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LAW - Starting Points - Beginning Your Canadian Legal Research

This guide is intended to assist students and members of the public locate materials for their legal research projects.

Research Process

It is highly recommended that you begin your legal research by looking at materials that describe or explain the law. These materials will explain legal principles, and identify legal terms and keywords you could use in your further research. You are likely to find citations to related cases and statutes in the footnotes as well. These materials include encyclopedias, books, and articles.

Legal Encyclopedias

Encyclopedia provide a brief discussion of a wide range of legal topics, with many footnotes referencing cases and some statutes. There are two Canadian legal encyclopedias: the Canadian Encyclopedic Digest and Halsbury’s Laws of Canada.


Books provide a deeper discussion of the legal topics than encyclopedias. Most legal books discussion a broad area of law, such as criminal law or employment law. Scholarly books often focus on a narrower topic and provide a deeper analysis of the legal issues.

Use the library search box to find print or electronic books in our collection. Note the call number and the location (e.g., Law-1st floor) of each print book. You will need to sign-on to access electronic books.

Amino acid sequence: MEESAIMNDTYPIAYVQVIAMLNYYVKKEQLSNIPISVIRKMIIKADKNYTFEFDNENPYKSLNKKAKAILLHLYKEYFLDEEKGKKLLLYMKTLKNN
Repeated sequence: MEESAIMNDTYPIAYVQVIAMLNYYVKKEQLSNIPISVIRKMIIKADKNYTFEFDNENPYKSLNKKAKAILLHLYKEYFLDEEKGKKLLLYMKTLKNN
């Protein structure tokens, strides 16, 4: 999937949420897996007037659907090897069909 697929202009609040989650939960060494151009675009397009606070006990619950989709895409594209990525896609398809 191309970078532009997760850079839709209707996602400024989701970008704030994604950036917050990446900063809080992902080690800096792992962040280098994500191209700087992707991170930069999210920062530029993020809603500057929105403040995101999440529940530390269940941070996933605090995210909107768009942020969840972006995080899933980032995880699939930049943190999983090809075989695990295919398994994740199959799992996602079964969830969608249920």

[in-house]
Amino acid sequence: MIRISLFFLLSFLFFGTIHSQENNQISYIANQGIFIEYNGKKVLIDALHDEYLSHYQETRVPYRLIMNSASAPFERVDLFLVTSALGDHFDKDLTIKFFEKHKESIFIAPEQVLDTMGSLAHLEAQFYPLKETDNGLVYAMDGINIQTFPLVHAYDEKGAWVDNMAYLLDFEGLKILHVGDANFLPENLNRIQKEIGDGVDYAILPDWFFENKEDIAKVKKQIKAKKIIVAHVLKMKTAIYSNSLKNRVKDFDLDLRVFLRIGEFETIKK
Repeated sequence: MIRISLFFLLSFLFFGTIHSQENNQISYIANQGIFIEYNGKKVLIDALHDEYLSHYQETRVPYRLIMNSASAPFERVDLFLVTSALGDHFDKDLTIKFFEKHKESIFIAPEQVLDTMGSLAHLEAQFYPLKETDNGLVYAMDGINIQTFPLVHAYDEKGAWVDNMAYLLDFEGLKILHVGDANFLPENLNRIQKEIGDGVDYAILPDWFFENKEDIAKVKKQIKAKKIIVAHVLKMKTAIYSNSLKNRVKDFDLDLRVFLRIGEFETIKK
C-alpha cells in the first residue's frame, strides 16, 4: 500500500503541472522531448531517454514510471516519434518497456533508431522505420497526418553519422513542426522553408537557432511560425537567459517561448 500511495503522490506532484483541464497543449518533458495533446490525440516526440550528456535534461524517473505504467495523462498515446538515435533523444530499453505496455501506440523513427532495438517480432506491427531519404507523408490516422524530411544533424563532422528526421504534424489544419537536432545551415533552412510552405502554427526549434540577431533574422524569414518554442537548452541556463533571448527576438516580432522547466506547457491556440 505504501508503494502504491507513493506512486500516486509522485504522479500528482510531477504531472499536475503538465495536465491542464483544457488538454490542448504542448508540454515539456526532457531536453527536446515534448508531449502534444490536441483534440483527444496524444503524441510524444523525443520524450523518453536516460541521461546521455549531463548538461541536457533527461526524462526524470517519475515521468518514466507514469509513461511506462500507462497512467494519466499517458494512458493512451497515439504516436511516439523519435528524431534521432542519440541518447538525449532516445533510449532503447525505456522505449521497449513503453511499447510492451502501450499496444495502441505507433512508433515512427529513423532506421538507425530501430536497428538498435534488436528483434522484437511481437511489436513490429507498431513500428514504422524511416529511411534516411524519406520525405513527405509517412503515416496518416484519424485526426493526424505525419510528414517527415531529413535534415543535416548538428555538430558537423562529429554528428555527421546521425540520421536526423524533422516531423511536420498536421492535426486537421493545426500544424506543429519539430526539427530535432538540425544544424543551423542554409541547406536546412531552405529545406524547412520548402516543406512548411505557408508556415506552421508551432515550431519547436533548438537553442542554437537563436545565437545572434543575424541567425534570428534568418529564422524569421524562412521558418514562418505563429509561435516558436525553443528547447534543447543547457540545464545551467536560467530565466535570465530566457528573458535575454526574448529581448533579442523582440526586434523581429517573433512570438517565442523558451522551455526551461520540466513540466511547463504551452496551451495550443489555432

Certain legal texts are published in binders for easy updating. These are called looseleaf sets. Looseleaf sets published by Carswell and Canada Law Book are available electronically on:

Selected looseleaf sets published by LexisNexis or Butterworths are available electronically on:


Journal articles provide in-depth information on narrow legal topics and, often, more current information than books provide. There are several ways of search for legal articles.  The library search box and Google Scholar can both be used to find some articles.  We subscribe to several databases that contain the full-text of law review articles from Canada, the United States, the United Kingdom, Australia and other countries

See our research guide for links to open access and database sources for legal articles. 

There are also general full text sources that may provide legal articles.

Some sources may be restricted to University of Calgary users or to Faculty of Law users.

Main legal article databases